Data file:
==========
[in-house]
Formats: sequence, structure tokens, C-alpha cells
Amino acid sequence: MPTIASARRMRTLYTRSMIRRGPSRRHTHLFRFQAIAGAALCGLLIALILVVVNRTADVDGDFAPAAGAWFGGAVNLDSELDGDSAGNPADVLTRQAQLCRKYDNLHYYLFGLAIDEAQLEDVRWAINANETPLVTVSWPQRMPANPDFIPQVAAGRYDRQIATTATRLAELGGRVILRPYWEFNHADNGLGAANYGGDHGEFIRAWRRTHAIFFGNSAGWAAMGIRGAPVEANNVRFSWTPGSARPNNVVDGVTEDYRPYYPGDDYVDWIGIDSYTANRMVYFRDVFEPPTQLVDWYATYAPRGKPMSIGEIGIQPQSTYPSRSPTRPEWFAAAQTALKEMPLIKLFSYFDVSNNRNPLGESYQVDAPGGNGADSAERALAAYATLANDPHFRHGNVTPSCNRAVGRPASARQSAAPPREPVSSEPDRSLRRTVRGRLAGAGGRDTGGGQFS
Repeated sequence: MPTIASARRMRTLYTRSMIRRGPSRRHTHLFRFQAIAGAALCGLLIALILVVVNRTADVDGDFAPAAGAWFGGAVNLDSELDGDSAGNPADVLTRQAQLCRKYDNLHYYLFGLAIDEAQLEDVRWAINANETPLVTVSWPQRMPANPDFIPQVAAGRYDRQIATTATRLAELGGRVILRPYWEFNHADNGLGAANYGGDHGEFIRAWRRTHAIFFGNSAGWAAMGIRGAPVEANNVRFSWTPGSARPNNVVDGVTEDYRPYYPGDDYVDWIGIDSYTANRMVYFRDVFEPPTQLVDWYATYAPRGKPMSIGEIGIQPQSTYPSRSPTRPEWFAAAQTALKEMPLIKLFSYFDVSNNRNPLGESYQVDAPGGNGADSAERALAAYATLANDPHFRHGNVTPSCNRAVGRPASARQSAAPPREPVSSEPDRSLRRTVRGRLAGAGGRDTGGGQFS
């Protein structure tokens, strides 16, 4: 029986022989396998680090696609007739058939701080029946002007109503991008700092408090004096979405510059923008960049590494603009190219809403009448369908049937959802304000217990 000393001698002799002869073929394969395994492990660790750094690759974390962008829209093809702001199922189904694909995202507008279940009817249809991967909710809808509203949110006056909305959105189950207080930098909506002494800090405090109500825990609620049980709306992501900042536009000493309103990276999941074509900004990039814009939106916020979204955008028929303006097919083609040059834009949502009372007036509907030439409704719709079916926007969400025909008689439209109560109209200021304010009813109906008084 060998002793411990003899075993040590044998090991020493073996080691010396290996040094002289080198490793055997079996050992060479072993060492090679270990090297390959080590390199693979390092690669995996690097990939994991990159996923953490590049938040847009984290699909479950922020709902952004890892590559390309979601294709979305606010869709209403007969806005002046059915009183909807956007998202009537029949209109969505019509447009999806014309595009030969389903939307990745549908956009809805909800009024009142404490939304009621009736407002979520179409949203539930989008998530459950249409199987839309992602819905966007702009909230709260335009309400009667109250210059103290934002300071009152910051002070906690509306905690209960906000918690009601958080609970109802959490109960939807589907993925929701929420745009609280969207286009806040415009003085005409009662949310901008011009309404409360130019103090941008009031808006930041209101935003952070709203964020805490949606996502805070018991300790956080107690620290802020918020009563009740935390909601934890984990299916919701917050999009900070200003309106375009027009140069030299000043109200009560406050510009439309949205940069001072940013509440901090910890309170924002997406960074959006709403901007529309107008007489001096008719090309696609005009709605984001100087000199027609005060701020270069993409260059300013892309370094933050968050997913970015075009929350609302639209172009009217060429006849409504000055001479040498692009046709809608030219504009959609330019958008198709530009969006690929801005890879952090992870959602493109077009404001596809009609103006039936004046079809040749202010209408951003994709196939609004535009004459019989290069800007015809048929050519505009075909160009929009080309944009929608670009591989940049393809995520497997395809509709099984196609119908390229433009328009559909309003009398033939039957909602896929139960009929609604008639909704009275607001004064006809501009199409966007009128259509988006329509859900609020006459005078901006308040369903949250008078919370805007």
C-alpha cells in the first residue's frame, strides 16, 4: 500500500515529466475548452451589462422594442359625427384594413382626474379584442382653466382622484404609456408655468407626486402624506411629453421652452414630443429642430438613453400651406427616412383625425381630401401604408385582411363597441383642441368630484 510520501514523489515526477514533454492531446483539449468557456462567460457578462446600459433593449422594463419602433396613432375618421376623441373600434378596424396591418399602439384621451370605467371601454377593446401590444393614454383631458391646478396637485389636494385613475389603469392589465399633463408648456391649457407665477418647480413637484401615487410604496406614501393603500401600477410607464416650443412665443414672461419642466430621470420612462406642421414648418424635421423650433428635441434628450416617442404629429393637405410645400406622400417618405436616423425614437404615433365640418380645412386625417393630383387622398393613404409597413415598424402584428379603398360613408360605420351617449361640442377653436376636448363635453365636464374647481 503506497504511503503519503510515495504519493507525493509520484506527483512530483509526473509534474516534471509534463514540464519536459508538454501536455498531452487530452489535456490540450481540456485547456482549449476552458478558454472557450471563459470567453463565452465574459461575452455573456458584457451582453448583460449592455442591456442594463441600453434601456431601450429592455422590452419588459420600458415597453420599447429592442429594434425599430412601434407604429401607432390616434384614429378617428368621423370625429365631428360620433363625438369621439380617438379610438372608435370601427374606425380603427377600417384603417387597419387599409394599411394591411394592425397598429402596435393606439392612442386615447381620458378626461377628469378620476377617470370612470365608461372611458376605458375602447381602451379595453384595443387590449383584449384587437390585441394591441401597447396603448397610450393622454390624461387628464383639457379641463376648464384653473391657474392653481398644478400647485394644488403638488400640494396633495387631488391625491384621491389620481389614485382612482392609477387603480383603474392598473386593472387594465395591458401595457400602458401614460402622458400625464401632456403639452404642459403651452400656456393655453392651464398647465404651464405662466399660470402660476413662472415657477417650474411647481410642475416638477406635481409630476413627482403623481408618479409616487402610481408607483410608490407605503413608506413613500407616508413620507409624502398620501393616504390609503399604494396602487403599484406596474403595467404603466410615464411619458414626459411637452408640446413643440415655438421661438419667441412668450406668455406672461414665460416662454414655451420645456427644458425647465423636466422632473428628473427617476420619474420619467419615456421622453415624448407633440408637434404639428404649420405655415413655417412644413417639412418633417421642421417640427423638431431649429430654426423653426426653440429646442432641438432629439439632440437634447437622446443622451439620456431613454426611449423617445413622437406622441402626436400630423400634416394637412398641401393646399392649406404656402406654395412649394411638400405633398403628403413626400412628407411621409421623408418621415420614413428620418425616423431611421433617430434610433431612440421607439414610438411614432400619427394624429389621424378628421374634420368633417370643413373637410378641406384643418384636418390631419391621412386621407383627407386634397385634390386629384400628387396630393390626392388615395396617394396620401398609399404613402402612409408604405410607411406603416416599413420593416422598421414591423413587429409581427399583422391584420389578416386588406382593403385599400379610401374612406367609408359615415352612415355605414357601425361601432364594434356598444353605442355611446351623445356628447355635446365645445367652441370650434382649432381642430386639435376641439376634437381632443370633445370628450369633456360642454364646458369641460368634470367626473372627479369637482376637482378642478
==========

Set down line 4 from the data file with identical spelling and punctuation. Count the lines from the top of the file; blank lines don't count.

Repeated sequence: MPTIASARRMRTLYTRSMIRRGPSRRHTHLFRFQAIAGAALCGLLIALILVVVNRTADVDGDFAPAAGAWFGGAVNLDSELDGDSAGNPADVLTRQAQLCRKYDNLHYYLFGLAIDEAQLEDVRWAINANETPLVTVSWPQRMPANPDFIPQVAAGRYDRQIATTATRLAELGGRVILRPYWEFNHADNGLGAANYGGDHGEFIRAWRRTHAIFFGNSAGWAAMGIRGAPVEANNVRFSWTPGSARPNNVVDGVTEDYRPYYPGDDYVDWIGIDSYTANRMVYFRDVFEPPTQLVDWYATYAPRGKPMSIGEIGIQPQSTYPSRSPTRPEWFAAAQTALKEMPLIKLFSYFDVSNNRNPLGESYQVDAPGGNGADSAERALAAYATLANDPHFRHGNVTPSCNRAVGRPASARQSAAPPREPVSSEPDRSLRRTVRGRLAGAGGRDTGGGQFS